Dr. Connie Tezie (far right) examines a baby brought to her by his mother, while Sheila Daniels (back) and her translator observe.“I was thankful to see our instructors and nurse practitioners at work,” Daniels continued. “They were so knowledgeable, compassionate and personable with each interaction.”

She explained that People for Haiti provided about $10,000 worth of supplies and medications for the trip that included antibiotics, inhalers, eye drops, blood pressure medications and even eye glasses. “Still, these medications weren’t enough,” Daniels said. “Kent State nursing faculty and students, along with People for Haiti, provided the best care we could with the resources we had.”

Duck said they saw and/or treated people of all ages. Some came to them with aches and pains, while others came with very serious conditions. “Some would stand in 98-degree weather for six hours to only get an antacid, Tylenol or vitamins – and they couldn’t have been more pleased,” he said. “It really puts things into perspective.”

Daniels agreed. “Every person we saw was so patient,” she said. “They waited in the heat, dressed in their best clothing, with the biggest smiles on their faces. People from all over would walk the distance to be seen. After seeing the providers for just a short amount of time, because of the amount of people waiting to be seen, they were still so thankful and appreciative.”

At one location, a mother arrived with her son, knowing something was wrong with him, but had never been told what made him “different.”  

“After a developmental assessment, we determined that this 5-year-old boy was only 18-months developmentally,” Duck related. “We also determined the boy has cerebral palsy. His mother was unaware of this, but was somewhat relieved to have it explained to her. Education is something that desperately is needed in the country.”

Dr. Connie Tezie (left) and Dr. Mary Lou Ferranto with some of “their” babies.


Both students shared that this trip not only taught them more about themselves, but also about how they will approach their future careers in nursing.

Daniels is from Canton and graduates in August with her BSN degree from Kent State Salem. She currently works at Mercy Hospital and hopes to eventually work in the intensive care unit, while also furthering her education. She is married and has a 3-year-old daughter.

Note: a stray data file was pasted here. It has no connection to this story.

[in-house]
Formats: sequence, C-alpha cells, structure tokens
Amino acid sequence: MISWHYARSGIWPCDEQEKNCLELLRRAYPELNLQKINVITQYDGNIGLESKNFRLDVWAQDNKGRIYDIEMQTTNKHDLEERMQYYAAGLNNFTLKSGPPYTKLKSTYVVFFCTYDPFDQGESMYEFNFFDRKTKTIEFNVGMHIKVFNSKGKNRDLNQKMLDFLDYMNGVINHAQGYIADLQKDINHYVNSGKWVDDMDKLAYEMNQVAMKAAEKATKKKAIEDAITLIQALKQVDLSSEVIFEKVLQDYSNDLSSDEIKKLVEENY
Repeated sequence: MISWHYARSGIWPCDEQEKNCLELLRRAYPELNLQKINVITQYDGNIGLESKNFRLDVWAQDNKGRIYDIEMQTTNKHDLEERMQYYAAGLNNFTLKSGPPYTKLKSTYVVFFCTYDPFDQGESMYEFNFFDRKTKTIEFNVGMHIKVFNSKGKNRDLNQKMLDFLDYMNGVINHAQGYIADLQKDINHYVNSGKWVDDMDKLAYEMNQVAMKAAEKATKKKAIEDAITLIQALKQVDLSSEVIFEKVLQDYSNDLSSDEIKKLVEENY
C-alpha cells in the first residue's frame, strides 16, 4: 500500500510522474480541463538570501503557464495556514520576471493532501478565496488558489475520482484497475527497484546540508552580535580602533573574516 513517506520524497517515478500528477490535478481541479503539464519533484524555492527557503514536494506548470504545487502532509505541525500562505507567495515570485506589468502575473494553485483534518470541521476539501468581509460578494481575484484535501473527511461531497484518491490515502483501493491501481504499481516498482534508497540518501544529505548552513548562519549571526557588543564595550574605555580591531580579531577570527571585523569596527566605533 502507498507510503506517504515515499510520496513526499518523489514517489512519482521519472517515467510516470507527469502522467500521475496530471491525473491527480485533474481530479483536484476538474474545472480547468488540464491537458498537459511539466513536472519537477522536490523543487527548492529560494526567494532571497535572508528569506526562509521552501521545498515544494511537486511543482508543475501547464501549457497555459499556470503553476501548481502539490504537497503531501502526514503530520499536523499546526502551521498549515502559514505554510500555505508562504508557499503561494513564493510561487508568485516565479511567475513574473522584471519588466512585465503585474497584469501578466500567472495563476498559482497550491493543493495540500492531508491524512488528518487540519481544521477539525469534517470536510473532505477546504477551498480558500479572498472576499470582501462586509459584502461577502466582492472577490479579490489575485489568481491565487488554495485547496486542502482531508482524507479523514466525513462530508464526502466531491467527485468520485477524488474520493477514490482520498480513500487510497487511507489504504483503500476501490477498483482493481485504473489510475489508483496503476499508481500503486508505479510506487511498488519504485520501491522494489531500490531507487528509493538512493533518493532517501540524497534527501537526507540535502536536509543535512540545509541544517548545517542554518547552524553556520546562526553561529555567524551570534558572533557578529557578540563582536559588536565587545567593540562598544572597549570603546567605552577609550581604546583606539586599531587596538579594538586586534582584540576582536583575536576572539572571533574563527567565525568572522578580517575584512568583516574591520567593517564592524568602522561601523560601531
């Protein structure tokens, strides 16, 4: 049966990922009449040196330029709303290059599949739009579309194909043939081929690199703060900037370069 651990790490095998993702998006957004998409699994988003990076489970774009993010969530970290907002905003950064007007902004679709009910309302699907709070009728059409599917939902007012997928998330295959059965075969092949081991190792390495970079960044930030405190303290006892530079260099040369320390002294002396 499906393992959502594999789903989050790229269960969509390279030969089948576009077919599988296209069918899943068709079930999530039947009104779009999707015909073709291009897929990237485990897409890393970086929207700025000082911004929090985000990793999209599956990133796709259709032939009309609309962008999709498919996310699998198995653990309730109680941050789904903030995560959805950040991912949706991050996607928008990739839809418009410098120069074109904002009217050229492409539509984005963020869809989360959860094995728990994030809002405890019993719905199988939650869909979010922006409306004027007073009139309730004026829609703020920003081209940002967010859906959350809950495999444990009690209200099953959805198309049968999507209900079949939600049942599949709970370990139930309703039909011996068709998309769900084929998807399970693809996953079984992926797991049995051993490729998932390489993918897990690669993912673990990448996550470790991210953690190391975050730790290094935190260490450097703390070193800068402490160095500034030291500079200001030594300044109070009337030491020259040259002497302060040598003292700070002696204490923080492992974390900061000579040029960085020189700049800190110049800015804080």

Daniels was born in the Philippines, but moved with her family to the U.S. when she was 11 years old. She said she always wanted to go on a medical mission trip to the Philippines and this trip confirmed it. She said she wants to return to Haiti.

“This trip not only changed my life, but motivated me to know that I can make a difference back home. I learned the true meaning and importance of compassion and empathy,” Daniels said. “Whether I’m in Haiti, or holding a patient’s hand here in the hospital, I realized I don’t want to lose those qualities as I start employment in the near future. I also value and appreciate the healthcare system that we have in the United States. 

“I didn’t realize how much we can do for sick patients until we were seeing patients in Haiti with conditions, such as cancer and diabetes, and we couldn’t do anything but give them vitamins,” she continued. “This concept was tough to take in and process because, in nursing, I am used to seeing patients be given a chance to improve their quality of live. In Haiti, that almost seemed impossible.”

Duck is from Wellsville and graduated from Kent State Salem with his BSN in May. He hopes to work in critical care, while also continuing his education eventually becoming a nurse practitioner.

“This experience definitely changed my way of nursing,” he said. “It helped me improve my critical thinking skills because there wasn’t any technology in Haiti. The only tools we had were the knowledge and judgment we learned along the way. My level of compassion has increased, along with my patience. 

“I would definitely do another medical mission trip like this. I fell in love with Haiti and want to go back as many times as I can,” Duck continued. “All of us left Haiti changed in a way that is hard to put into words.”



Picture A: Kent State nursing students Sheila Daniels and Mathew Duck with some of their young patients in Haiti.

Picture B: Sheila and Mathew with their translators.

Picture C: Dr. Connie Tezie (far right) examines a baby brought to her by his mother, while Shiela Daniels (back) and her translator observe.

Picture D: Dr. Connie Tezie (left) and Dr. Mary Lou Ferranto with some of “their” babies.


Media Contact:
Tina Smith, 330-337-4247, 



POSTED: Friday, June 12, 2015 03:18 PM
Updated: Thursday, December 8, 2022 01:31 PM